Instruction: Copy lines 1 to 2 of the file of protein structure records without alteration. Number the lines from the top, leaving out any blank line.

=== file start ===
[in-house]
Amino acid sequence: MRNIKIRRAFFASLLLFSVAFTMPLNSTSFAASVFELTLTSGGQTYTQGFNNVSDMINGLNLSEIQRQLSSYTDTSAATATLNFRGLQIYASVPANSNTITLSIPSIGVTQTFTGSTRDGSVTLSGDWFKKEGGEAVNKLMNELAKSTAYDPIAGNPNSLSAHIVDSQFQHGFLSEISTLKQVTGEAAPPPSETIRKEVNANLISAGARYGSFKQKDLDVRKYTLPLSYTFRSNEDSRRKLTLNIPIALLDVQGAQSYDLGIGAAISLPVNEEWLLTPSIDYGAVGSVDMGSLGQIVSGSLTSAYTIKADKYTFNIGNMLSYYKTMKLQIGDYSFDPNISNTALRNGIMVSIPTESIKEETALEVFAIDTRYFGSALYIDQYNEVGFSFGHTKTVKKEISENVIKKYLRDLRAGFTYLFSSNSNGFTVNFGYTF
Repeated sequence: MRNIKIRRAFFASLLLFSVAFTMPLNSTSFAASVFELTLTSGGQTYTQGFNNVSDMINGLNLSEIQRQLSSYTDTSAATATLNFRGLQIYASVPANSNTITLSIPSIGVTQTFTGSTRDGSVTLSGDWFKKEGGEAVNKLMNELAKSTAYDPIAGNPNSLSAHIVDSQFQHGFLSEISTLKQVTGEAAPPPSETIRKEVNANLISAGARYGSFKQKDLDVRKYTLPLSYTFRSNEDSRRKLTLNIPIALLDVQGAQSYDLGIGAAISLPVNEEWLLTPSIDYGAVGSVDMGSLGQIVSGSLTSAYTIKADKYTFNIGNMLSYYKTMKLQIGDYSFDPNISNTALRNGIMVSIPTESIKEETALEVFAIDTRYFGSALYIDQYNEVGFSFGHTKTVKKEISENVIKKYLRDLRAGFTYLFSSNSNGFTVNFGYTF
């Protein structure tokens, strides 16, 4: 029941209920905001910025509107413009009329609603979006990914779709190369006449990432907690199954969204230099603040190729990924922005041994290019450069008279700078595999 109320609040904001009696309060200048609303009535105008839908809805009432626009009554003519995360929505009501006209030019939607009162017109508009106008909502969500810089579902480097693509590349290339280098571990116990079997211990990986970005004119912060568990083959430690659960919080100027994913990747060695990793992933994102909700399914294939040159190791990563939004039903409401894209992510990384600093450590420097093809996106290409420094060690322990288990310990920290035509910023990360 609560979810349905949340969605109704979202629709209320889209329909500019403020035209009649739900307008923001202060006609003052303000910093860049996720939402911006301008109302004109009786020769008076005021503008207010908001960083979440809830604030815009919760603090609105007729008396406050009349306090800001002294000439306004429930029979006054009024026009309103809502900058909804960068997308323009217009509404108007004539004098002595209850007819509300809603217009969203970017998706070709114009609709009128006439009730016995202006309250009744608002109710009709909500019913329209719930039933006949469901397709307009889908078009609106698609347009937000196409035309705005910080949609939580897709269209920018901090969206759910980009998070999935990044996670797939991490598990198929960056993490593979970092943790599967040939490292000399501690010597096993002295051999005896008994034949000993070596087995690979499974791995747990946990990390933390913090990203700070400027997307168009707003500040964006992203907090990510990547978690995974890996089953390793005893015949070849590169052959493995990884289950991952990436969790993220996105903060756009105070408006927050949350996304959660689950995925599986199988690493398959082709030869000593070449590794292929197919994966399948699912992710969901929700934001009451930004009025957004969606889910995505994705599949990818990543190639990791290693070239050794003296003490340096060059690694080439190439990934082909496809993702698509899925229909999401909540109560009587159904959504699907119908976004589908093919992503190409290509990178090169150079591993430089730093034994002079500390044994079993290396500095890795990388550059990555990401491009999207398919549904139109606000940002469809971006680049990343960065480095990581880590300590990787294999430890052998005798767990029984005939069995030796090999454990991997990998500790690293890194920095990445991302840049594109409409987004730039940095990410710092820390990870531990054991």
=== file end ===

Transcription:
[in-house]
Amino acid sequence: MRNIKIRRAFFASLLLFSVAFTMPLNSTSFAASVFELTLTSGGQTYTQGFNNVSDMINGLNLSEIQRQLSSYTDTSAATATLNFRGLQIYASVPANSNTITLSIPSIGVTQTFTGSTRDGSVTLSGDWFKKEGGEAVNKLMNELAKSTAYDPIAGNPNSLSAHIVDSQFQHGFLSEISTLKQVTGEAAPPPSETIRKEVNANLISAGARYGSFKQKDLDVRKYTLPLSYTFRSNEDSRRKLTLNIPIALLDVQGAQSYDLGIGAAISLPVNEEWLLTPSIDYGAVGSVDMGSLGQIVSGSLTSAYTIKADKYTFNIGNMLSYYKTMKLQIGDYSFDPNISNTALRNGIMVSIPTESIKEETALEVFAIDTRYFGSALYIDQYNEVGFSFGHTKTVKKEISENVIKKYLRDLRAGFTYLFSSNSNGFTVNFGYTF